Market Overview

Oil Blowout Fuels Early Gains As Hopes Rise For OPEC Deal; Energy Sector Jumps


Oil hit a gusher early Wednesday on hopes for an OPEC deal, and stocks, especially the energy sector, appeared set to follow suit. That’s quite a turn-around from yesterday, when energy sector names crumbled on worries a deal wouldn’t be reached.

Early today, squabbling OPEC members finally seemed set to agree on a production cut, various media reported, perhaps as much as 1.4 million barrels a day. Crude oil prices zoomed up more than 8% to near $49 a barrel on hints of an agreement, which could, if approved, dramatically re-work the energy landscape. Stock futures, particularly some large energy names, rose in pre-market trading.

It’s been two years since OPEC decided to let the market determine oil prices, which helped lead to last winter’s decade lows below $30 a barrel. That downward move put the energy sector, and to some extent, the rest of the stock market, under pressure. Now, there’s hope that with an agreement, oil prices could top $50, underpinning energy stocks, which have already revived smartly from their early 2016 bruises. Other stocks that could conceivably get a boost from a sustained rally in oil include electric car companies, which tend to see higher sales when gas prices go up.

Before getting too excited about a possible agreement, keep in mind that until it actually gets done, it may be prudent to take care and not make any big bets one way or another. This is a bit like last summer when almost everyone seemed sure the Fed would raise rates, only to see that fall apart in the last two weeks before the Fed meeting. That’s not to say an OPEC deal won’t get done; just that it can often pay to let things cross the finish line before taking a major new stance.

Today isn’t all about oil. There’s plenty of economic data to digest, as well, including PCE prices, a measure the Fed is said to watch closely for inflationary signs. And private sector job growth soared by 216,000 in November, ADP said. That compared with estimates for around 165,000, according to analysts on Wall Street. Official payrolls data from the government are due Friday. The private sector jobs are interesting to look at, but the data people really want to see are Friday’s.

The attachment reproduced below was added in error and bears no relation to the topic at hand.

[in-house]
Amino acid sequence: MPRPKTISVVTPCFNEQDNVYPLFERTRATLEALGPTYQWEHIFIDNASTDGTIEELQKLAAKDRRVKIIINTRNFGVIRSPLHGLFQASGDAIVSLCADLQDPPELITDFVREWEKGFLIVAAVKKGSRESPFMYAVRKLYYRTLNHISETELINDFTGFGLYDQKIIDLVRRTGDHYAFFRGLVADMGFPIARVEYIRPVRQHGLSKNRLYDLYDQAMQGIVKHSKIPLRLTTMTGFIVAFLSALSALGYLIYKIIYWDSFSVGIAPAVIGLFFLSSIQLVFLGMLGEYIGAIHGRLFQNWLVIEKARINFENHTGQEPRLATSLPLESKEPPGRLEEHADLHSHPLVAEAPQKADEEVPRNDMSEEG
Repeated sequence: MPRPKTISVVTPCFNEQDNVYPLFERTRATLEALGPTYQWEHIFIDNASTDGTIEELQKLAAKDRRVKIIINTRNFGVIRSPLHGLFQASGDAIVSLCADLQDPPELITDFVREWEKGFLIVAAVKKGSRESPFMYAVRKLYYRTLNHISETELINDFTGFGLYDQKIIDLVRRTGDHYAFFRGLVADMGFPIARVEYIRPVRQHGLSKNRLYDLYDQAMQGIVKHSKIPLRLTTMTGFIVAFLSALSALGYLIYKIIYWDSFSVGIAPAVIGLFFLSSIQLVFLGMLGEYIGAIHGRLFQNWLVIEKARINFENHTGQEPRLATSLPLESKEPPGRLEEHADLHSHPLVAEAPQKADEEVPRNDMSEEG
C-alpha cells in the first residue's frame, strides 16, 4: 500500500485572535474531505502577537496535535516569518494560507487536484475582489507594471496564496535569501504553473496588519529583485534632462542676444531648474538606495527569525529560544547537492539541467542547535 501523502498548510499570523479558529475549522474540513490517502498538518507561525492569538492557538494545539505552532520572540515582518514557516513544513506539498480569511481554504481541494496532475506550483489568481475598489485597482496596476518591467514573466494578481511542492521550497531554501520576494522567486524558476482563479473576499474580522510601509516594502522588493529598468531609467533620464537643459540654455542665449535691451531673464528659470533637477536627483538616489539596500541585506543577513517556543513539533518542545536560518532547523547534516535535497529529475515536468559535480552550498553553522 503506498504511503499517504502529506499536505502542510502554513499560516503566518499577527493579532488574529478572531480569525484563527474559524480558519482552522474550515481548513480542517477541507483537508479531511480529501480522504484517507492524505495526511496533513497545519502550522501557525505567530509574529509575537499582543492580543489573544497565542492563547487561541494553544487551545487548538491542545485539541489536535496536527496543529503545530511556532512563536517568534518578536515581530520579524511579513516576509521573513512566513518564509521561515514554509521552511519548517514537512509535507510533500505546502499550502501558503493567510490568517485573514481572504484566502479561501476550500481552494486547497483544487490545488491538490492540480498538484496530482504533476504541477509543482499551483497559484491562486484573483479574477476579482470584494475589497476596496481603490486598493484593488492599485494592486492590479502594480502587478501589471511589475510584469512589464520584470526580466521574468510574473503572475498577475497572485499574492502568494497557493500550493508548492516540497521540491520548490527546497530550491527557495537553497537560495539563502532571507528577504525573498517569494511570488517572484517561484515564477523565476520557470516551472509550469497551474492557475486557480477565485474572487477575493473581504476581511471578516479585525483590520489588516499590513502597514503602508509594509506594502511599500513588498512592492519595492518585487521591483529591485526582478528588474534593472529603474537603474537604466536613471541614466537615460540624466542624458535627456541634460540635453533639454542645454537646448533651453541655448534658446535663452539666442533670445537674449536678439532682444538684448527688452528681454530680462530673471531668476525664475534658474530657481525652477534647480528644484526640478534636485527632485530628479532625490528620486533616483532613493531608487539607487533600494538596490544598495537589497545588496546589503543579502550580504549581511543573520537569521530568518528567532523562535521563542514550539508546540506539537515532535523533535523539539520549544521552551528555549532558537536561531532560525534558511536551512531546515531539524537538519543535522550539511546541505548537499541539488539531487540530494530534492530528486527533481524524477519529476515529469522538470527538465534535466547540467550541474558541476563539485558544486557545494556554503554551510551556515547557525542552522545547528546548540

In addition, pending home sales come later this morning, along with Chicago PMI (see below) and weekly crude oil inventories. Remember, whatever agreement oil producers reach, U.S. oil supplies remain historically high, and U.S. oil drillers have been steadily adding rigs for several months since the historic lows last spring.

The tech-heavy Nasdaq hit a record intra-day high on Tuesday, so continue watching tech stocks as well as energy names.

From a technical perspective, the S&P 500 Index (SPX) faces resistance at 2219 and has support at 2182.


Does Market Have Faith in Infrastructure Plans?

The industrial sector, up nearly 10% in the last month, was among the weakest performers on Monday before recovering a bit on Tuesday. Immediately following the election, we saw companies like Deere & Company (NYSE: DE) and Caterpillar Inc. (NYSE: CAT) benefit from ideas that the new president would commit to major funding for construction and other projects. But remember, what’s said on the campaign trail doesn’t always translate into action. Will President-elect Trump be able to accomplish his infrastructure goals? It remains to be seen, and both DE and CAT stumbled early this week. These two could be worth following closely as the new year approaches for a better sense of how much credence the market puts into Trump’s economic plans.

Strong Data Keep Coming, but Can PMI Follow Up?

It’s been another humdinger of a week so far for U.S. economic data, with the latest Q3 Gross Domestic Product (GDP) estimate at a two-year high of 3.2% and November consumer confidence crushing estimates with a 107.1 reading (Wall Street analysts’ consensus estimate had been 100.0). Consumer confidence data, which mostly measured confidence before the election and is now at its highest level since before the 2008-09 recession, could continue to surge in next month’s report in part due to the stock market’s rally since the vote, observed. And home prices also jumped. Coming up next: Chicago PMI later this morning. Consensus is for a reading of 52.0, said, up from 50.6 the prior month. Any reading above 50 indicates expansion. The Fed’s Beige Book later today could also give insight into the performance of U.S. regional economies.

Volatility View

As U.S. stocks edged up on Tuesday, the volatility indexes that underpinned them drifted lower. The CBOE Volatility Index (VIX), a measure of the implied volatility of a strip of near-term options on the S&P 500, slipped a quarter point to 12.90, still above the 12.21 level touched last week, but well below the pre-election high just shy of 22.  By early Wednesday, VIX had fallen even further, down to 12.45. The day's largest gainer among volatility indexes was OVX, the CBOE Crude Oil ETF Volatility Index. OVX rose 2.53, or 4.81%, to 55.09, its highest level since March, ahead of Wednesday's OPEC meeting. Also ticking higher Tuesday was EUVIX, the CBOE/CME FX Euro Volatility Index. Investors are likely eyeing this weekend's referendum in Italy, which, on its face, is a vote on constitutional reforms, but has been described by some as a "Brexit moment" for Italy. Opposition parties have vowed to push for abandonment of the eurozone, and Italy's Prime Minister Matteo Renzi has said he will resign, should the referendum fail to pass.

Posted-In: Analyst Color News Eurozone Commodities Econ #s Economics Markets Real Estate


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